Bia Care is working with the UK’s National Health Service to “deliver a cost-effective solution for women on a national level”. It also raised an undisclosed amount of pre-seed funding in February this year, led by Kamet Ventures.
Hot flushes — the sudden feeling of heat a woman with menopause can experience — affect about 1.5m women in the UK alone. They can lead to sleep deprivation, excessive sweating and can have detrimental effects on a woman’s personal and professional life.
To help alleviate hot flushes and the problems associated with them, femtech hardware startup Astinno is developing a cooling wristband designed to help menopausal women moderate their temperature at night.
The sensor-packed device, which is called Grace, helps identify the onset of a hot flush by applying cool to a woman’s wrist — just like running your wrist under a cold tap.
The company last year raised grant funding of £360k from Innovate UK and is still in the process of advanced testing.
Moona offers cooling pillows that regulate a sleeper’s temperature throughout the night via an app.
The product was built for everyone to have better sleep, but founder and CEO Coline Juin says that a large proportion of Moona’s customer base are women going through menopause and suffering with hot flashes.
“Midlife women really like the product: it cools them down, helping them fall asleep faster and wake up less during the night,” she told Sifted.
Moona’s pillows sell for $400, and have been described by many women as a lifesaver. One review on Moona’s website reads: “I was at the point of wanting to die because my head sweats were killing me… If Menopause is killing you, get yourself a moona.”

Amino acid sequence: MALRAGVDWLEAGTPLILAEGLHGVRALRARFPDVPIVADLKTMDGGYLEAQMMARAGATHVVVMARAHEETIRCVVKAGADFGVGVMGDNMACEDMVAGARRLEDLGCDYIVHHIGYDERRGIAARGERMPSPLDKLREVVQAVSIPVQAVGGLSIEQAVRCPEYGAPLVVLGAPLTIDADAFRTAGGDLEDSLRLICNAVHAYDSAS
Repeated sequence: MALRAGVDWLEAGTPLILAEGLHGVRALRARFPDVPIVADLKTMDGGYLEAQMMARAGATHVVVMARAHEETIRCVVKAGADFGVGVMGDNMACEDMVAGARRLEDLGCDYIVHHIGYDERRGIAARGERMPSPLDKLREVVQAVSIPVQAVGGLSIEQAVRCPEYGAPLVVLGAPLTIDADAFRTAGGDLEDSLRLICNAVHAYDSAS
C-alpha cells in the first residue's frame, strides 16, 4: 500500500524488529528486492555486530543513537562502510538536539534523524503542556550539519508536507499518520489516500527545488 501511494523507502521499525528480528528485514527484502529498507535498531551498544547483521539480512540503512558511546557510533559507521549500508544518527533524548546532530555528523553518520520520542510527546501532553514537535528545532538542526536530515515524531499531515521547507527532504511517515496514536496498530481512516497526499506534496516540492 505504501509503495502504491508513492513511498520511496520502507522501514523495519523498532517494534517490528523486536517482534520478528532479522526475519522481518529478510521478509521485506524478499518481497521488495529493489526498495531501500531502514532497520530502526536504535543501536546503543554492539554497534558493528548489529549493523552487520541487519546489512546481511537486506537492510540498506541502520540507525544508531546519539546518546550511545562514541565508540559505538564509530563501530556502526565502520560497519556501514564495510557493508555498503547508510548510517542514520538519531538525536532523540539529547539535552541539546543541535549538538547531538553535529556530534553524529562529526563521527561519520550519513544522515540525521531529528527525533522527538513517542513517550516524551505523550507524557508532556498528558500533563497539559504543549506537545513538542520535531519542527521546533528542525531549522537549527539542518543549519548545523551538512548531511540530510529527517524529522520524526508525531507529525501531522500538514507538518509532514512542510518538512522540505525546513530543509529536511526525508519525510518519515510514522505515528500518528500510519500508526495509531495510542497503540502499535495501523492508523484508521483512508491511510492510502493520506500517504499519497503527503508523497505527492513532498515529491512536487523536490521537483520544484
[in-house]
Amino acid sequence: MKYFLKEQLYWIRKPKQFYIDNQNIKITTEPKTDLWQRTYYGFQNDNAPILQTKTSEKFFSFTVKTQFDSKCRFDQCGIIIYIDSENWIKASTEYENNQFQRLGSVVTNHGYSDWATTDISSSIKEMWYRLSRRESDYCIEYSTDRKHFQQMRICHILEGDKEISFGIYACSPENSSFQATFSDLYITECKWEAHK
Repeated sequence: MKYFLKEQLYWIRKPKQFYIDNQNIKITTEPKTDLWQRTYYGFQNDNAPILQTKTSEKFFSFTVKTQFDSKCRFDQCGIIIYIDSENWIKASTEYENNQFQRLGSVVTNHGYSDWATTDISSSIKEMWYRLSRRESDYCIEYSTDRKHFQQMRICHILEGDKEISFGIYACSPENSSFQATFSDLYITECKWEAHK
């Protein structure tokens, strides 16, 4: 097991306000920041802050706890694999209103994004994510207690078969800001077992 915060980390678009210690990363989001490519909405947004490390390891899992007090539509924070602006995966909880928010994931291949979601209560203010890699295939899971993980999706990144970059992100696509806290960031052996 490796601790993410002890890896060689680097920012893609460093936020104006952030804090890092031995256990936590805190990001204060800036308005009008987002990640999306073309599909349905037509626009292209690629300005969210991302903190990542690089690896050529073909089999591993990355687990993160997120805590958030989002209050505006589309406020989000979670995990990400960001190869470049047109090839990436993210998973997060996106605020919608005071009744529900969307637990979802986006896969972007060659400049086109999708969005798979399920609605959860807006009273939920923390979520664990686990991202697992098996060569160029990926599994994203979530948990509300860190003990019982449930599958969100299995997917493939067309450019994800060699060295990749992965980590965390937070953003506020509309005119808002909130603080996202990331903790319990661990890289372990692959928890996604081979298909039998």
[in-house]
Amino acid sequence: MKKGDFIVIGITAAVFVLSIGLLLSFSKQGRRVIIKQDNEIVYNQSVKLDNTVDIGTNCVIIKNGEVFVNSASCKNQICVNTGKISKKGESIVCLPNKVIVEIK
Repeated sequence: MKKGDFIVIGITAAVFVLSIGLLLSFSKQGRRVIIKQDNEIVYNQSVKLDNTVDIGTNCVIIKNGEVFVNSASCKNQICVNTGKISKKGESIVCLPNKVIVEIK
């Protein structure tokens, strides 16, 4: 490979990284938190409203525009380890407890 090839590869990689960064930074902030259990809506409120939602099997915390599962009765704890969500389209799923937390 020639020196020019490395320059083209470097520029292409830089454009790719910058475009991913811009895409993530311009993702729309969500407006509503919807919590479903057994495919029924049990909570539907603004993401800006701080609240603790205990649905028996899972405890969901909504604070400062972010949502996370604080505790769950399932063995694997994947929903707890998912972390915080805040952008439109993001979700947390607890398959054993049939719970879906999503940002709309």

B-wom is a digital coach helping women manage their intimate health at all stages of their lives. It offers symptom tracking — such as sexual discomfort or urine leaks — personalised recommendations and health action plans, as well as tailored daily content to help users learn about their bodies and improve their wellbeing.
B-wom offers a consumer-first service, but it is mainly pursuing a B2B model where employers can offer the product to female employees, and insurance and pharmaceutical companies can offer it to their customers.
The founders of Fizimed originally set out to develop a connected prosthetic knee for athletes with torn ACLs, but after realising how under-addressed the women’s health market is worldwide, they decided to pivot.
Fizimed’s product on the market today is a Kegel trainer for strengthening women’s pelvic floor – which can become weakened with age, pregnancy, childbirth and menopause. The kegel trainer helps to tighten and tone the pelvic floor muscles to aid in issues such as incontinence (which 3m women suffer from in France alone) and lack of sensation during sex.
Fizimed has received €600k in seed funding, and is backed by Femme Business Angels, a female-owned angel business network in Paris.